Michigan Saves Celebrates $50 Million in Energy Investments

Michigan Saves' 50 Million Celebration

From the western tip of the Upper Peninsula to the eastern coast of Lake Erie, Michigan families and businesses are making smart investments in energy efficiency. So many investments, in fact, that in June, Michigan Saves celebrated a significant milestone: $50 million in energy investments. Put differently, Michigan Saves has made it possible for $50 million to flow into the hands of people wanting to make a difference in their energy consumption.

Michigan Saves is dedicated to making energy improvements easier for all Michigan energy consumers. To accomplish this, it makes affordable financing available through partnerships with private sector lenders. Michigan Saves issued its first loan in September 2010, and less than five years later, it saw the commitment to investing in energy-efficiency improvements reflected in the fact that its total loan portfolio has crossed the $50 million mark.

“We started in 2009 with grant funding from the Michigan Public Service Commission and a vision to break down barriers that prevent homeowners and business owners from doing energy-efficiency work,” says Mary Templeton, executive director of Michigan Saves. “Five years later, $50 million in private investment represents the tireless efforts of local contractors and lenders providing capital to thousands of Michiganders wanting to take control of their energy costs.

“At the end of the day, it’s those Michiganders — those families and business owners — who are making the choice to improve the health, safety, efficiency and comfort of their buildings. And we should be grateful to them. Their individual actions benefit everyone in this state because we’re collectively reducing waste and improving our sustainability.”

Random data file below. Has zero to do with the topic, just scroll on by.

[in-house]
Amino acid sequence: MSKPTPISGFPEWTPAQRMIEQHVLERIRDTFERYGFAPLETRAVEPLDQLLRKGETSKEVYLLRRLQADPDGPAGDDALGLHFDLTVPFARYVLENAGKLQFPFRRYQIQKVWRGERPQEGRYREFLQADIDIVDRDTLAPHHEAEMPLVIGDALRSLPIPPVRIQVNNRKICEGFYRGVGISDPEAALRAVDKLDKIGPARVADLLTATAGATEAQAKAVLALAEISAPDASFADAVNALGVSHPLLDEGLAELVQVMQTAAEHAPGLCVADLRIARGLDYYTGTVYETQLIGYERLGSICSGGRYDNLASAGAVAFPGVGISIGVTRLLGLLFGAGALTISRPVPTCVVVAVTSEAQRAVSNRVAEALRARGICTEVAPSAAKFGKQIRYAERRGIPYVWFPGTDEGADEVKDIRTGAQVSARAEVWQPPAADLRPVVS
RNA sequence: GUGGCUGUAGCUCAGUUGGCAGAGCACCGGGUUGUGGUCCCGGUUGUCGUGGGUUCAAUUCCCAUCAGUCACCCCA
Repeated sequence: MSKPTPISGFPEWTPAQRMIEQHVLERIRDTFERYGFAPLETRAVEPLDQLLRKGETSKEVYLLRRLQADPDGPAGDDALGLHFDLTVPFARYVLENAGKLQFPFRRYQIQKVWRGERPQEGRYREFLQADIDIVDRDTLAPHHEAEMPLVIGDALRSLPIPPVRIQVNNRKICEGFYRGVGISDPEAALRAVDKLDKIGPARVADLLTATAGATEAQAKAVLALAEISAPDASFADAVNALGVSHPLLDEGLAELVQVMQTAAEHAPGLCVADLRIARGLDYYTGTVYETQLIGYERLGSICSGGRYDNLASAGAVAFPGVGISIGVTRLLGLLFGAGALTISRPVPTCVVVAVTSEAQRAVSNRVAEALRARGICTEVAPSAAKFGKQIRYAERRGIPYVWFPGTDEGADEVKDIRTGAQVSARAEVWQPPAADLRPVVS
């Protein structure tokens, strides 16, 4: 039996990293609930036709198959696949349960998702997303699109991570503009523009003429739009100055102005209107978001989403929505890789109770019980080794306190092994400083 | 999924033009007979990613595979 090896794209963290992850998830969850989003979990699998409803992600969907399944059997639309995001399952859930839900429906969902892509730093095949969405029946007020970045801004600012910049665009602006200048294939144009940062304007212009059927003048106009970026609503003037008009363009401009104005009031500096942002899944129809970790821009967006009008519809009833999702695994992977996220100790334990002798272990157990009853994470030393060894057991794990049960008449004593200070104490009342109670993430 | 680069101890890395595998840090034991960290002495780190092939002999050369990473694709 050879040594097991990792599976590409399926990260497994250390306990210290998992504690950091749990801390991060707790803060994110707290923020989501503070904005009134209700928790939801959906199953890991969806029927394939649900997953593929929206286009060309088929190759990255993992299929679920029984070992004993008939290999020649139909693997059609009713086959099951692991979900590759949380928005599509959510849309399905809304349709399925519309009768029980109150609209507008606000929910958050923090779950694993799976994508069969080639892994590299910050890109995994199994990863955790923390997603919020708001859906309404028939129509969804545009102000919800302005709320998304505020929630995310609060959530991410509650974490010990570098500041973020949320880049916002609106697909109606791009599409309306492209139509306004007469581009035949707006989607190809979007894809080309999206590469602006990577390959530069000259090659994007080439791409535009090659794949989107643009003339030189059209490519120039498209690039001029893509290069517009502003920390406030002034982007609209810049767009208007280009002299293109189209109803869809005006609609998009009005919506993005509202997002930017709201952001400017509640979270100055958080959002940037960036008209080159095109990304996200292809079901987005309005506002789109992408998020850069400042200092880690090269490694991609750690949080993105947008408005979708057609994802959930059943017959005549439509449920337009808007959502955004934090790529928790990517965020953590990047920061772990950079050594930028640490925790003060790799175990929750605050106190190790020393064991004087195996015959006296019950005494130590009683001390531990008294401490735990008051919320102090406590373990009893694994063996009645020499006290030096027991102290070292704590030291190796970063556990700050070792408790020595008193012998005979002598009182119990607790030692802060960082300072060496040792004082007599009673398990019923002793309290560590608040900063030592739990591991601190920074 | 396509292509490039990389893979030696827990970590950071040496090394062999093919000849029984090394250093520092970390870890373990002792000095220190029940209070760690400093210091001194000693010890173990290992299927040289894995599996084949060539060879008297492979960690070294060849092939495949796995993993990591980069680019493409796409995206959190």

Michigan Saves strongly encourages energy-efficiency investments at the individual level, knowing that each one added together moves the needle on total energy consumption. Michigan Saves takes the same incremental approach when creating programs.
And $50 million is a big number. What makes up that number are growing programs tailored for specific consumers. Michigan Saves’ programs have experienced notable achievements over the years, detailed below.

Home Energy Loan Program (HELP): $42,069,356 in investments to date

HELP provides up to $30,000 in financing to homeowners for energy efficiency and renewable energy improvements.

When HELP first started, Michigan Saves was fortunate enough to receive additional funding from the U.S. Department of Energy after Michigan won a $30 million grant to build an energy-efficiency market in the state.

Michigan Saves used this one-time infusion of cash to establish a robust loan loss reserve that would support the market for years to come. “In addition to solving the credit crunch with our loan program, we offered all kinds of incentives that leveraged utility rebates, infusing quite a bit of cash into the economy in 2011 through 2013,” Templeton says. “Once the grant funding and incentives ran out, we saw a serious dip in projects.”